First, let’s take a look at what our stack actually looks like.
The backend API is pretty straightforward – a Node/Express server, connecting to a Mongo database mostly through mongoose.
On to the feels
You can find a lot of hate online for the browser’s
The toolchain is also equal parts awesome and bizarre. Node, which is necessary for doing anything server-side, is fast, easy to use, and occasionally face-palmingly obtuse. Domains, for instance – which are deprecated, without having a replacement – and kinda mostly work, except when they don’t. Or the file system commands, which require you to use a try-catch to detect file existence. Or npm, which can easily fail due to network congestion, creates cascading, ballooning dependencies, and encourages an easy dependence on external, mutable code (<cough>left-pad<cough>) – but is also the gateway to an incredible ecosystem of critically important tools and libraries.
When I first agreed to join Scratch, the codebase was in Angular. By the time I joined three weeks later, the team had started rewriting the app in React. Although some of their reasons weren’t great (one engineer joked that they were afraid I’d nix the plan if they waited till after I joined), in retrospect, it turned out to have been a good decision.
It wasn’t immediately apparent. There weren’t a lot of accepted best practices at the time, the Flux/Redux/etc. wars were still playing out, and we made a lot of mistakes along the way. Over time, though, we’ve learned effective idioms, aggressively retired technical debt based on bad early decisions, switched out plain vanilla Flux for alt.js, and are generally pretty happy with where things are (though, of course, there’s still plenty of room for improvement).
React can feel a bit odd at first, or atavistic – a throwback to JSP scriptlets sprinkled through html, or the horror of Java files
System.out.println‘ing frontend code directly into the response stream. But use it a little and not only does it start to make sense, it starts to feel natural.
Our first mobile app used Cordova – a bundled version of our single page app, with some fairly trivial native components. We were interested in switching to a new architecture which would enable a snappier, more native experience, and ultimately decided on Swift for our iOS app.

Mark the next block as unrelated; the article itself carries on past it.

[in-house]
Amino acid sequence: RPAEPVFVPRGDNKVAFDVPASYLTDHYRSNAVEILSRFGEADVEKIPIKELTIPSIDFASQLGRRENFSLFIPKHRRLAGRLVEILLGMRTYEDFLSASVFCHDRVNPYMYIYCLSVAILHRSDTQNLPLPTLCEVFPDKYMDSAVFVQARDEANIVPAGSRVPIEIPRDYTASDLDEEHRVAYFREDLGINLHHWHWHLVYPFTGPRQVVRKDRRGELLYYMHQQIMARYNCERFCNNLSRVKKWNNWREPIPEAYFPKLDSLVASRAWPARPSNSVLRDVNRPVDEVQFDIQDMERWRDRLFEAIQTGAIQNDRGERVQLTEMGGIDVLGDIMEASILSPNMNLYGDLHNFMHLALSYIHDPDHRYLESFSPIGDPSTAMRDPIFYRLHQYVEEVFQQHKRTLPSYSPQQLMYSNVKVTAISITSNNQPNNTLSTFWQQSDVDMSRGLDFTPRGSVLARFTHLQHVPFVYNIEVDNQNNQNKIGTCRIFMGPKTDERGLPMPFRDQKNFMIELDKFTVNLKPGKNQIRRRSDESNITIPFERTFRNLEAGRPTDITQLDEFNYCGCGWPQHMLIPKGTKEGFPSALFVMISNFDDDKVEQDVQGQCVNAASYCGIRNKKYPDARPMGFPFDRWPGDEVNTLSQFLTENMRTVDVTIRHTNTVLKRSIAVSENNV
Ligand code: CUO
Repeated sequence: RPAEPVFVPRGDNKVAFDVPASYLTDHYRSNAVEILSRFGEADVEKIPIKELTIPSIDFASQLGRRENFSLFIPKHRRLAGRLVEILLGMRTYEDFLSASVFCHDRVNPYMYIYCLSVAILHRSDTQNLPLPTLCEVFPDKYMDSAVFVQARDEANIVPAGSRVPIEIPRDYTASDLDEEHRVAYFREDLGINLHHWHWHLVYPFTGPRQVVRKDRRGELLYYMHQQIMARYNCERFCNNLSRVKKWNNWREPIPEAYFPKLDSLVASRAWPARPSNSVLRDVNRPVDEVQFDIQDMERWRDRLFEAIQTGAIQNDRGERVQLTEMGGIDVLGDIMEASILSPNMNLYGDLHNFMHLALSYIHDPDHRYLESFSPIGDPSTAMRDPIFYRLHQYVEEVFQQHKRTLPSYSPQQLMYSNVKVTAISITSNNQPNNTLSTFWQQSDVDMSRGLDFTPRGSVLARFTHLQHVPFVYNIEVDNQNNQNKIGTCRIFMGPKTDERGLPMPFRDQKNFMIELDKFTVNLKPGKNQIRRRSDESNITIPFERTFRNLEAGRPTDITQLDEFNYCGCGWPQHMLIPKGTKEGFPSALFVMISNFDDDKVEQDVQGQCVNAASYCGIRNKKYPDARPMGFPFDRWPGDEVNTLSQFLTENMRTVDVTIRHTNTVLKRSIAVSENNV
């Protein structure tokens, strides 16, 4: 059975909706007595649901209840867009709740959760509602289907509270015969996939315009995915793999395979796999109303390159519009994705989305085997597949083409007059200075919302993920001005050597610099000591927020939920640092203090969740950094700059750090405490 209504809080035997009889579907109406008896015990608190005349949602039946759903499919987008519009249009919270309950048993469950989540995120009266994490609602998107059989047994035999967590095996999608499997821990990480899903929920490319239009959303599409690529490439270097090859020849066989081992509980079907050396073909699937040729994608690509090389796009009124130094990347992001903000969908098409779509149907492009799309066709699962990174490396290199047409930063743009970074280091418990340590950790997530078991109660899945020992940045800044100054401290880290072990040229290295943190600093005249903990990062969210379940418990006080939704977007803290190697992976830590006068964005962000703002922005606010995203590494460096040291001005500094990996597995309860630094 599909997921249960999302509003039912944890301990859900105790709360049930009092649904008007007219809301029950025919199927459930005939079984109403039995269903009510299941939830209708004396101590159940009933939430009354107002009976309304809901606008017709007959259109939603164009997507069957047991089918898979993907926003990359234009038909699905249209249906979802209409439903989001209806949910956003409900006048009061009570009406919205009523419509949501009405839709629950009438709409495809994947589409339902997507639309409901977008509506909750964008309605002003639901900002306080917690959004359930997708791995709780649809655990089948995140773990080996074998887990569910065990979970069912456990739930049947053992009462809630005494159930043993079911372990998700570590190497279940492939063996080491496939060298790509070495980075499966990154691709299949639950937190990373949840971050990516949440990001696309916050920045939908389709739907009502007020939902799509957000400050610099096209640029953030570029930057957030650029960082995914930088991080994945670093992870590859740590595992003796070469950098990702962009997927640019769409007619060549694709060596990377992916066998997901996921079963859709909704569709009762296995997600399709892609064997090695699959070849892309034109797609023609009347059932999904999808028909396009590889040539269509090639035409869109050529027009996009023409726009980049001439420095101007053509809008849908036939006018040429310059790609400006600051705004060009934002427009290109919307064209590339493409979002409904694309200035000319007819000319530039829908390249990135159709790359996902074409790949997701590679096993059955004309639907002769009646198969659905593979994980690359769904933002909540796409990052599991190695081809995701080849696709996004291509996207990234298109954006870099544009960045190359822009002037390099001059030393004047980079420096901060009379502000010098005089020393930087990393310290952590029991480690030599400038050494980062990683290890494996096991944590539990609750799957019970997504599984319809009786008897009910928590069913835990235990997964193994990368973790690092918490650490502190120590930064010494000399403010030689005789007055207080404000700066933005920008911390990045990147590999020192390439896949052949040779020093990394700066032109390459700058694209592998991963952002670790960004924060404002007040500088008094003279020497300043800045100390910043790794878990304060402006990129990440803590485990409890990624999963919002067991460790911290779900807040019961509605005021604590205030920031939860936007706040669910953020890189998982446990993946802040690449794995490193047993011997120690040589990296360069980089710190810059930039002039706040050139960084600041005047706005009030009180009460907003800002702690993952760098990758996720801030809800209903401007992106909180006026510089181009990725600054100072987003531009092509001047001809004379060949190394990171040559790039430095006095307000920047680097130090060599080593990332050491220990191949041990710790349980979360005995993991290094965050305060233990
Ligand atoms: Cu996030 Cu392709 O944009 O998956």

I managed the mobile team at TripAdvisor for three years. I’ve coded my own hybrid, and fully native iOS apps in Objective C. And I picked up Swift when trying to teach my niece mobile development a while back. I wanted to build a Swift app. I thought it was the right approach. But the team was interested in using React Native, and I didn’t want to railroad the process. So sure, I said, let’s do two time-boxed proofs of concept – one in Swift, one in React Native – and make a decision based on what we learn.
Both projects made progress quickly, setting up environments, getting a critical UI element in place, and then… things stalled. Other priorities came up, and our time-boxed tasks got put on hold. I worked on it nights, and was repeatedly frustrated when trying to set up things that should have been straightforward. I eventually picked up Bonnie Eisenman‘s Learning React Native, blew through it in a couple hours, and was sold.
If I’d had a team of iOS experts, going with Swift likely would have been the right choice. But I didn’t. Don’t. I have a strong team, and I don’t doubt their ability to come up to speed on any required technology – but the choice was ultimately between a language that two of us knew to varying degrees, and all would have had to spend precious time learning… vs. a variant of the language and framework we were already using daily. Once I was able to set aside my personal desire to use Swift (which was quite independent of any fact-based decision-making process), the answer immediately became clear.
Let us imagine that there are, in fact, good use cases for Mongo. And, perhaps, even people who like its particular syntax (though not, I would bet good money, a single user who hasn’t wiped out important data by forgetting to use
$set in an update call). While I’m tentatively willing to accept both of these hypotheses, after a year of working with Mongo, I would trade it in a heartbeat for a database that can do joins.